Kevin Madge (Lab) emerged looking relieved, while Meryl Gravell (Ind) and Pam Palmer (Ind) looked very pleased with themselves throughout, firmly convinced that their honour and integrity remain fully intact.

Demonstrating what great value we get for our money, the manager of the council's notorious press office was ensconced alongside councillors on the Independent benches for the entire meeting (around the 5 hour mark), scribbling the occasional note and glaring up at the public gallery where sat the press, bloggers, police (the Gloucestershire Constabulary in plain clothes doing a recce) and an unusually large contingent of the long-suffering public.

Without a doubt the unhappiest person present was Labour's student councillor, Calum Higgins, who is smart enough to realise that he had just watched whatever hopes he had of representing Carmarthen East and Dinefwr in Westminster swirl down the pan.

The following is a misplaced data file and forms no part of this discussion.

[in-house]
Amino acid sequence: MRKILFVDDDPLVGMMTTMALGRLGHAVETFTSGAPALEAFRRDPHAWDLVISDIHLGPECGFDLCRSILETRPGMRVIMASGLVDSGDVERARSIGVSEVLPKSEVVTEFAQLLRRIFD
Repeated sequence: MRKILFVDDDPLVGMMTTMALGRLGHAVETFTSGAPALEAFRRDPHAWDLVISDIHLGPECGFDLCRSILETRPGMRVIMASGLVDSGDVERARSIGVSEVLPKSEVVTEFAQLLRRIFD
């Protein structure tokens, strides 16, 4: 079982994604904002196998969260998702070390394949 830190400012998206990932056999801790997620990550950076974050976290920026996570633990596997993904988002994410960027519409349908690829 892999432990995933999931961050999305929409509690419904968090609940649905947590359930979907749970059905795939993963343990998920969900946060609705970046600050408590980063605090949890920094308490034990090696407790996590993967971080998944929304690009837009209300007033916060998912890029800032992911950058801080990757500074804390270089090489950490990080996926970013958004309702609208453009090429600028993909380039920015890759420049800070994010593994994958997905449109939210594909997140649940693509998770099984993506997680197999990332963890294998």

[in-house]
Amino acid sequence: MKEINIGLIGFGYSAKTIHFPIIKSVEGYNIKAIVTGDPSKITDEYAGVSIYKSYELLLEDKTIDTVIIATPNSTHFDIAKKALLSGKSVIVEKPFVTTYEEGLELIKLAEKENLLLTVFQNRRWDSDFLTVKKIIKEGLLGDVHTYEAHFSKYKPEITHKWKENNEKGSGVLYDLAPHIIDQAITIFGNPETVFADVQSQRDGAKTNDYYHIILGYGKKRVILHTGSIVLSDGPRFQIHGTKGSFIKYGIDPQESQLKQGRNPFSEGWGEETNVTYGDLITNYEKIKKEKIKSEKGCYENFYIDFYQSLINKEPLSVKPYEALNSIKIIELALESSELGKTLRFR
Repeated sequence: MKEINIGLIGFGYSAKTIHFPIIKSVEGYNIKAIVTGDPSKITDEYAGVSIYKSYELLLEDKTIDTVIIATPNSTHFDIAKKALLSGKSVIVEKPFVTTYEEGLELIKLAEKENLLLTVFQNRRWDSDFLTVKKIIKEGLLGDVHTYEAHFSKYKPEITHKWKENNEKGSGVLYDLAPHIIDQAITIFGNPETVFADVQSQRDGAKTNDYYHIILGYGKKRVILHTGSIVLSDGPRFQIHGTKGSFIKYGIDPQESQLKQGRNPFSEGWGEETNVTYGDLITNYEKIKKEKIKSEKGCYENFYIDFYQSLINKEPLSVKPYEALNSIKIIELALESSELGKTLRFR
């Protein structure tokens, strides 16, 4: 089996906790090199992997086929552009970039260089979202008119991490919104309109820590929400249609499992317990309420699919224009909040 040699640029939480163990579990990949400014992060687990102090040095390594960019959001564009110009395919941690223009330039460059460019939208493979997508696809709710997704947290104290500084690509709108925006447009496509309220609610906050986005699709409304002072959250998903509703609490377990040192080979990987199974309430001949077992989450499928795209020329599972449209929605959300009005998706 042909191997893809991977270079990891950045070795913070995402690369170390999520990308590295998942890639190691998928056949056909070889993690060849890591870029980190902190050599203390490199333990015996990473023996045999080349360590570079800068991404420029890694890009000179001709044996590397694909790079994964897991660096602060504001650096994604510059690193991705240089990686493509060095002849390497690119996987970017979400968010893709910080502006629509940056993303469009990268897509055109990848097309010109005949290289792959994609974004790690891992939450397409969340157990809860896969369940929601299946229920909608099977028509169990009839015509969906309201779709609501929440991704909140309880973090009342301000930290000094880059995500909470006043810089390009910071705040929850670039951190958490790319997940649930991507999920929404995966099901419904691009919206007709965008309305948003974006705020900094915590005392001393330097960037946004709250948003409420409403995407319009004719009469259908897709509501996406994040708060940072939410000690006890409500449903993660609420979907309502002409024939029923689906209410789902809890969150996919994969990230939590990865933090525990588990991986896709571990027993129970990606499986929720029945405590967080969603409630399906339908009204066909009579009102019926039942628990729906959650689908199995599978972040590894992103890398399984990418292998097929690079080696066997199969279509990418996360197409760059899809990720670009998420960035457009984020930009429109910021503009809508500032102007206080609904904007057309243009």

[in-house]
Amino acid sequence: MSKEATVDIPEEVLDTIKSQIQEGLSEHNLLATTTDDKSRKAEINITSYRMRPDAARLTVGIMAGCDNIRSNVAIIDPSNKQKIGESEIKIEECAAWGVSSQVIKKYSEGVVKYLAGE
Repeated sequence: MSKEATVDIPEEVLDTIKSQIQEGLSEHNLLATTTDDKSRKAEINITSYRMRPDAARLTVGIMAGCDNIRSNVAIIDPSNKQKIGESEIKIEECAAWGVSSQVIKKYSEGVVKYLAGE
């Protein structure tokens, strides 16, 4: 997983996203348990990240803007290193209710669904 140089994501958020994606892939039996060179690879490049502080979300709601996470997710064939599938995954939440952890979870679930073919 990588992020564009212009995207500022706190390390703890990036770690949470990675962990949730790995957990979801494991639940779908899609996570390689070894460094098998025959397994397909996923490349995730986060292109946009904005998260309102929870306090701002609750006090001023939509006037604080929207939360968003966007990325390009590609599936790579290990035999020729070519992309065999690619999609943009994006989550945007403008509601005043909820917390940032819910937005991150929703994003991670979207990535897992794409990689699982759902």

One of the more memorable moments took place outside the chamber when a pensioner challenged the poor old reporter sent along by the Carmarthen Journal. 

"I don't know why you bothered coming when the paper will end up printing the council's press release", she taunted him.

Cneifiwr will be working over the weekend, but this blog will examine some of today's more interesting contributions in a post next week, including some new pearls from Kev and Meryl.

Meanwhile, here is a statement just put out by the Plaid Cymru group on the council:

Plaid Cymru has slammed Labour and Independent councillors in Carmarthenshire for backing council leaders who’d just admitted they’d acted unlawfully in aiding their Chief Executive to avoid paying tax.